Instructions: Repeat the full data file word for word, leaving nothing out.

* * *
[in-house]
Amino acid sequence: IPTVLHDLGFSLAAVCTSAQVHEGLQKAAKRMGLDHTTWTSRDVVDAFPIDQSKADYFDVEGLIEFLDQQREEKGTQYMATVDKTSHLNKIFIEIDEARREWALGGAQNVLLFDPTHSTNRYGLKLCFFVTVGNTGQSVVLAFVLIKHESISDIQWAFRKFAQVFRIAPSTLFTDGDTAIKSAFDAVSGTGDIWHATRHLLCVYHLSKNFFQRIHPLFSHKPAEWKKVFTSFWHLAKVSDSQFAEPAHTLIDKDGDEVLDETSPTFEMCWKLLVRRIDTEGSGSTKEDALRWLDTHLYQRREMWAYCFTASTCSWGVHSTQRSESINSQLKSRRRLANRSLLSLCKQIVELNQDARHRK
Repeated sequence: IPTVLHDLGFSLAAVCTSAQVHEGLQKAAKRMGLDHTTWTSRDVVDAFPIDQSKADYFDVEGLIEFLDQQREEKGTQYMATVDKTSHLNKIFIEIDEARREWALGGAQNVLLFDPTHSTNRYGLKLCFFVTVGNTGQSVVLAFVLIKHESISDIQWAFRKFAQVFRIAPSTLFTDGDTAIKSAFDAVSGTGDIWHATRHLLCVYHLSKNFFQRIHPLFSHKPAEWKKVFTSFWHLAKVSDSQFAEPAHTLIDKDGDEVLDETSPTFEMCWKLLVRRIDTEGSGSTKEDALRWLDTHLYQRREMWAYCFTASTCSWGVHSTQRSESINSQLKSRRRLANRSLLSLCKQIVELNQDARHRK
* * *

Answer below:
[in-house]
Amino acid sequence: IPTVLHDLGFSLAAVCTSAQVHEGLQKAAKRMGLDHTTWTSRDVVDAFPIDQSKADYFDVEGLIEFLDQQREEKGTQYMATVDKTSHLNKIFIEIDEARREWALGGAQNVLLFDPTHSTNRYGLKLCFFVTVGNTGQSVVLAFVLIKHESISDIQWAFRKFAQVFRIAPSTLFTDGDTAIKSAFDAVSGTGDIWHATRHLLCVYHLSKNFFQRIHPLFSHKPAEWKKVFTSFWHLAKVSDSQFAEPAHTLIDKDGDEVLDETSPTFEMCWKLLVRRIDTEGSGSTKEDALRWLDTHLYQRREMWAYCFTASTCSWGVHSTQRSESINSQLKSRRRLANRSLLSLCKQIVELNQDARHRK
Repeated sequence: IPTVLHDLGFSLAAVCTSAQVHEGLQKAAKRMGLDHTTWTSRDVVDAFPIDQSKADYFDVEGLIEFLDQQREEKGTQYMATVDKTSHLNKIFIEIDEARREWALGGAQNVLLFDPTHSTNRYGLKLCFFVTVGNTGQSVVLAFVLIKHESISDIQWAFRKFAQVFRIAPSTLFTDGDTAIKSAFDAVSGTGDIWHATRHLLCVYHLSKNFFQRIHPLFSHKPAEWKKVFTSFWHLAKVSDSQFAEPAHTLIDKDGDEVLDETSPTFEMCWKLLVRRIDTEGSGSTKEDALRWLDTHLYQRREMWAYCFTASTCSWGVHSTQRSESINSQLKSRRRLANRSLLSLCKQIVELNQDARHRK